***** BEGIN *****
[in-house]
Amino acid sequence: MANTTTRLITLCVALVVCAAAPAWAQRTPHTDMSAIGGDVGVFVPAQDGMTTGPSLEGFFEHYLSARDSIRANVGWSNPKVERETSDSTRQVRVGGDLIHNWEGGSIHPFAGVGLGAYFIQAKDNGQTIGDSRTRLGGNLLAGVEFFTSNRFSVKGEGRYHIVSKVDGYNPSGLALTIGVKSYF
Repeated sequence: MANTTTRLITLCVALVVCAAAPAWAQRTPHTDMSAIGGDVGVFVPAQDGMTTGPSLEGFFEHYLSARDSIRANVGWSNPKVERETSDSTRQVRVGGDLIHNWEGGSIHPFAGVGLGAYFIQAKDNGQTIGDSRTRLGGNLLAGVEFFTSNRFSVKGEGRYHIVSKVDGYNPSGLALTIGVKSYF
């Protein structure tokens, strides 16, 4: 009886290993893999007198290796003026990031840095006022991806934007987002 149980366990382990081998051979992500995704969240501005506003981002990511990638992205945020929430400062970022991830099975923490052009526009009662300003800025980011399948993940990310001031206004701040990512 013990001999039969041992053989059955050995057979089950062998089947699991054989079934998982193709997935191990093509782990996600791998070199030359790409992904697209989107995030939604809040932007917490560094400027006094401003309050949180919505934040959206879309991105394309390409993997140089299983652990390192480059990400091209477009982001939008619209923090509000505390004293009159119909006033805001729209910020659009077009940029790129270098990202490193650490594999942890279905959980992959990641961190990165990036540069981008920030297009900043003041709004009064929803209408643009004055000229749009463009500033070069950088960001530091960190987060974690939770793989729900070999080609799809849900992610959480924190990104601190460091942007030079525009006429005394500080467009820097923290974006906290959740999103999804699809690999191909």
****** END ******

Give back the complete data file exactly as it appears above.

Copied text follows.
[in-house]
Amino acid sequence: MANTTTRLITLCVALVVCAAAPAWAQRTPHTDMSAIGGDVGVFVPAQDGMTTGPSLEGFFEHYLSARDSIRANVGWSNPKVERETSDSTRQVRVGGDLIHNWEGGSIHPFAGVGLGAYFIQAKDNGQTIGDSRTRLGGNLLAGVEFFTSNRFSVKGEGRYHIVSKVDGYNPSGLALTIGVKSYF
Repeated sequence: MANTTTRLITLCVALVVCAAAPAWAQRTPHTDMSAIGGDVGVFVPAQDGMTTGPSLEGFFEHYLSARDSIRANVGWSNPKVERETSDSTRQVRVGGDLIHNWEGGSIHPFAGVGLGAYFIQAKDNGQTIGDSRTRLGGNLLAGVEFFTSNRFSVKGEGRYHIVSKVDGYNPSGLALTIGVKSYF
């Protein structure tokens, strides 16, 4: 009886290993893999007198290796003026990031840095006022991806934007987002 149980366990382990081998051979992500995704969240501005506003981002990511990638992205945020929430400062970022991830099975923490052009526009009662300003800025980011399948993940990310001031206004701040990512 013990001999039969041992053989059955050995057979089950062998089947699991054989079934998982193709997935191990093509782990996600791998070199030359790409992904697209989107995030939604809040932007917490560094400027006094401003309050949180919505934040959206879309991105394309390409993997140089299983652990390192480059990400091209477009982001939008619209923090509000505390004293009159119909006033805001729209910020659009077009940029790129270098990202490193650490594999942890279905959980992959990641961190990165990036540069981008920030297009900043003041709004009064929803209408643009004055000229749009463009500033070069950088960001530091960190987060974690939770793989729900070999080609799809849900992610959480924190990104601190460091942007030079525009006429005394500080467009820097923290974006906290959740999103999804699809690999191909």